[This is one in an intermittent series of posts about internal FBG terminology. Partly because we use these terms in the wider world sometimes, partly because it might have more general implications. This post is also about my ambivalent relationship with the tree as a model for how to think about interactive stories.]
Trees (directed graphs, flow charts, all their cousins) are a natural way to think about stories. You make a choice, you make another choice, you make another choice… you reach an ending. You can trace your path back clearly from your final ending to the beginning. If you’ve ever tried to conceptualise or visualise a story from a height, you probably drew a tree.
But only a minority of interactive stories (eg hypertext narrative, the classic choose-your-own-adventure style of gamebook without the refinements of later gamebooks) are really just tree stories. Partly this is the notorious issue of combinatorial explosion: trees can’t just keep branching indefinitely for the length of the story! So we merge some branches back into others (which only feels like a cheat when you notice), or we create some sort of state (Stamina, Dark Side Points, inventory items, … Connected: the Duchess) that decisions can affect. Even quite tree-ish narratives are rarely pure tree. But partly it’s because most interactive narratives are different in an important respect: you have a choice about when you make choices.
This is the fundamental property of a river story. In a pure tree, each choice is followed by a predetermined next. In a river, you have some degree of control over when you make what choice. It might mean that you’re navigating a textual space where the use of verbs has some geographic texture, as in traditional IF, or exploring a map full of canned encounters, as in a classic CRPG. It might mean that you’re picking from a menu of storylets, as in Echo Bazaar.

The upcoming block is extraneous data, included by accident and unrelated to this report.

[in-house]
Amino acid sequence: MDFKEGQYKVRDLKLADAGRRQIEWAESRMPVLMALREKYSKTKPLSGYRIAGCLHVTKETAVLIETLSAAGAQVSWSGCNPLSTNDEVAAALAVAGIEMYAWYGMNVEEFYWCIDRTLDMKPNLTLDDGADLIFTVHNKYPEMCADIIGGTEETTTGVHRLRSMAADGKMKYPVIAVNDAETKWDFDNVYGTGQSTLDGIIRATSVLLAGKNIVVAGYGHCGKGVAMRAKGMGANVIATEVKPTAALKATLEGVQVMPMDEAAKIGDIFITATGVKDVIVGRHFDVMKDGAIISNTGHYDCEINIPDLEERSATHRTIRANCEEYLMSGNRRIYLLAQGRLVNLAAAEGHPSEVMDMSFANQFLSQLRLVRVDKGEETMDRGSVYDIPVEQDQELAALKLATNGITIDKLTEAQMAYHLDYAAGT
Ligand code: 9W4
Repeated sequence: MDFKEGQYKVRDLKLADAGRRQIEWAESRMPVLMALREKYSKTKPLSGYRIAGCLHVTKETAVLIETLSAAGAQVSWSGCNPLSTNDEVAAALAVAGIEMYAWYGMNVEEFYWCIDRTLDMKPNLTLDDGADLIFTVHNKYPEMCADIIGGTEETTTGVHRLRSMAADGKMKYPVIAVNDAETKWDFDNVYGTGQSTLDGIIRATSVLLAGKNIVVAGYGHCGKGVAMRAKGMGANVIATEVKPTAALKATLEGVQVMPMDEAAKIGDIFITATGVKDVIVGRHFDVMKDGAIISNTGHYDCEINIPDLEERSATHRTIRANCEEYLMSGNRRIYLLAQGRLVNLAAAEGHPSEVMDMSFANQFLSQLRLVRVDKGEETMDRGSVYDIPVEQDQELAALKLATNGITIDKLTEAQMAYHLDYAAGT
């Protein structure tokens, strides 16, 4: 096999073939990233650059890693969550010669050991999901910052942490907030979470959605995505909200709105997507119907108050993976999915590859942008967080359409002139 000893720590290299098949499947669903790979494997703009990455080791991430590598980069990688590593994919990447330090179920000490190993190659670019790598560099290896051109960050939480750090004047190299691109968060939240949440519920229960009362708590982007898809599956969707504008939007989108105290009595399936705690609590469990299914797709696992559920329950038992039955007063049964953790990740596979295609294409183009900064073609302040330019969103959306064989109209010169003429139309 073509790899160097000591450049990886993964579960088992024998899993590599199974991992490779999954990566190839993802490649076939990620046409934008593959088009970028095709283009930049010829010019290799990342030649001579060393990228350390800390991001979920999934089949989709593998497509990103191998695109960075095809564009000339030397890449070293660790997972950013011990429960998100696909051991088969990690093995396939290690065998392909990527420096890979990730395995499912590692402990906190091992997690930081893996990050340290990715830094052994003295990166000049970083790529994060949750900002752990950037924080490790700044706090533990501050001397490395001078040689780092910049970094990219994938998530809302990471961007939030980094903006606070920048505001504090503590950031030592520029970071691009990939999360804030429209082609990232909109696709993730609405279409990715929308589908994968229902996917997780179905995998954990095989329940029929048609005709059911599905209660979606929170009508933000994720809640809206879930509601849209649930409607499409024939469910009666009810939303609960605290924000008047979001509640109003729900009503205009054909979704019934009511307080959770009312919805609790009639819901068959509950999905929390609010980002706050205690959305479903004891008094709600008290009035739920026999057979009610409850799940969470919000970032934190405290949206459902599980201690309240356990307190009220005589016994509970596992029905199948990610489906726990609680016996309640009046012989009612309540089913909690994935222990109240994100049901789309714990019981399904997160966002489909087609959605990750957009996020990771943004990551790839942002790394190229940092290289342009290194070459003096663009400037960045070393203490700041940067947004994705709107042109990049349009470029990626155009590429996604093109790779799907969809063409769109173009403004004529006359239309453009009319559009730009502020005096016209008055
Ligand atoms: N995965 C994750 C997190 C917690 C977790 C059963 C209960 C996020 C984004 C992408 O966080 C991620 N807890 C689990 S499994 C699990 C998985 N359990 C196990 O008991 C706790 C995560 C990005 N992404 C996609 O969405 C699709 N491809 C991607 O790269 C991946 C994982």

This fundamental property often gets called ‘non-linearity’ in game reviews, and that often leads to disappointment. When we call something non-linear we suggest that it’s not a story in the traditional sense, because a story has a beginning, a middle and an end. It is very hard to make satisfying stories, interactive or not, that don’t have a definite beginning, middle, and end. It’s arguably not impossible: just difficult and not necessarily worth the effort.
The river, then, has a beginning, middle and end. The end may be multiple endings, but you’re basically being funnelled through a similar landscape to everyone else on the river. That’s all right. Your experience can be fundamentally different, just as the experience of a hundred people travelling the same ten miles of road can have be different, depending on who tripped over what donkey or who met their lover when or who was robbed and who hid behind a boulder. And your internal experience may be much more radically different, especially where the story is something that allows for interpretation.
This is a significant tension at the heart of interactive stories. A story is a series of things happening in a particular order: it’s the order that makes it a story. But in a riverine interactive story, you choose what order things happen in! Tree stories resolve this by not allowing you to decide the order. River stories keep their beginning, middle and end, and they also keep floes or islands of relative inflexibility in the middle.
Of course I’m conflating different kinds of event here, I know: ‘a wandering monkey punched me for five hit points of damage’, ‘I remember a monkey punching me in my youth’, ‘my beloved monkey punched me, ending our friendship forever’, ‘the inevitable monkey punch occurred in the pantry rather than the parlour’, and so forth. Next time I’ll talk about that, about internal experiences, and about city lights.